The Will to Survive

The will to survive is very strong in all living things, including me. AT hikers are reminded of the will and struggle to survive seeing the numerous blow-down trees that while leaning over precariously, have retained enough ground contact with their roots to allow new stems to fight back and grow vertically, continuing to bring life to their mother tree.

While the AT is well marked for the most part, it is very possible to make a simple mistake that could have dire consequences.  Monday was my day to get back onto the trail after taking a double-NERO in Franklin; short hike to Winding Stair Gap to a two-night stay in Franklin with a slack-pack from Wayah Gap back to Winding Stair on day two.

Monday began slowly as the usual machinations of needing a ride back got me to the AT at about 10:00AM. The plan for the day was to hike from Wayah Gap to Cold Spring Shelter, a bit over 10 miles. The four-mile climb from the gap to the summit of Wayah Bald was a serene, but steady pull and the forecast of heavy rain in the late afternoon provided the motivation to keep it going forward. I was totally alone.

The summit was in the clouds and windy, eliminating any views and providing an ominous feeling to the day, but I felt good; should make it to Cold Spring by 3:30. The rain was due about 3:00 and with a little luck, I’d get to camp dry. That is, unless you take a wrong turn.

You see, the descent from Wayah arrives at a “T” in the trail. A small sign indicated that the AT Shelter was to the left, so I went right. The trail in that direction follows the Bartram Trail and I went that way for about a mile and a half, down a very steep descent and through a wind tunnel of a gap. My descent arrived at a fork in the trail and at that point, I knew that there should be a clearly marked white blaze indicating the correct direction. But there was none to be found.

Looking at my Far Out app, hoping to see how “close” I was too Cold Spring Shelter, a cold chill ran through me with the realization that I was at least a mile due east of the AT and nowhere near the shelter. And this was a mile as the crow flies, not as the trail’s curves and switchbacks had led me.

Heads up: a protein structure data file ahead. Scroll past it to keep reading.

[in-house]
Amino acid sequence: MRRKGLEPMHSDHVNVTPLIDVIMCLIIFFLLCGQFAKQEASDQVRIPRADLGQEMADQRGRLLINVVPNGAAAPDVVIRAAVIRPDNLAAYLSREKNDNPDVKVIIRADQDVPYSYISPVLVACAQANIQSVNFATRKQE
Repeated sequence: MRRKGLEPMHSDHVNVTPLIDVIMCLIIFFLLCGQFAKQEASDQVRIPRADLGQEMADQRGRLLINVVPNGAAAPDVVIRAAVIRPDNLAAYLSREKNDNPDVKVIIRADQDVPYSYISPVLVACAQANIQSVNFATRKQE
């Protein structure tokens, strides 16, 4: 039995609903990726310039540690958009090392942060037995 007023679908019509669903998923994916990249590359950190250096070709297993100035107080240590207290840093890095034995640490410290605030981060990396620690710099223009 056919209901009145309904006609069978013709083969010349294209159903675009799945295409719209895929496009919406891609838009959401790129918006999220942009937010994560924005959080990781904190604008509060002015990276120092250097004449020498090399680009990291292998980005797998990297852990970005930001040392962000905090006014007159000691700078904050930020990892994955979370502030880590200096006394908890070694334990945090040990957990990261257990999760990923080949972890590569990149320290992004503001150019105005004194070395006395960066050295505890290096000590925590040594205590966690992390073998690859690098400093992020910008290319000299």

The wind was increasing in intensity. I was near the bottom, both physically and mentally; big rain was coming, getting colder and there was a long climb back up to the AT. For a moment, I considered going cross country due west. But that solution was quickly eliminated. Getting completely lost with the impending weather could be deadly.

It took a couple of minutes to gather myself and steady my thinking; the thing to do was to simply go back the way I came. I said a prayer, turned back and began my ascent back to the AT. Psalm 31 says, “My life is in Your hands,” and I sensed the Lord’s presence as I climbed back out. Head down, stay patient, stay steady, keep moving. A calm resolve came over me.

I got back to the AT just over five miles from Cold Spring and just then, the rain started in earnest. It poured hard for about an hour and a half. The wind howled through the trees like a sound effect in a Boris Karloff movie. The trail become a long, narrow puddle and I got soaked to the bone. My biggest concern, though, was hypothermia, so I set myself a good pace.

The trail cooperated as most of it was rockless with gentle inclines and declines. My concern was what could happen if I stopped. Keep moving. A quick calculation told me I would make camp about 5:30. The rain stopped at about 5:00 and I realized that climbing generated enough heat to ward off the hypothermia. As I climbed the last 750 feet of vertical the daylight was being chased by the thick clouds, but it started to feel as though things would work out.

Then, a few yards up the slope to my right, came a loud snort. Bear.  Even as cold as I was, I could not help but smile. “Dear Lord, do we have to deal with this right now?” From numerous encounters with bears in Pennsylvania, I knew that a snorting bear is most likely moving away. This one did, as I heard movement and a second snort from farther up the slope. The last half mile of my hike to camp was spent talking to the bear in my clear voice, explaining that it would be bad for both of us if he came too close.

Thankfully, up the trail, the roof of the shelter came into view and hike ended uneventfully. But instead of finding a shelter full a rain dodgers, my shelter mates were two women who are cancer survivors; they knew firsthand about the will to survive and having them there put my little trauma correctly into its place of lessons learned.

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Comments 1

  • pearwood : Mar 15th

    Ooph. You had quite a day. I’m glad you made it safe and sound to the shelter.
    Blessings on your way,
    Steve / pearwood


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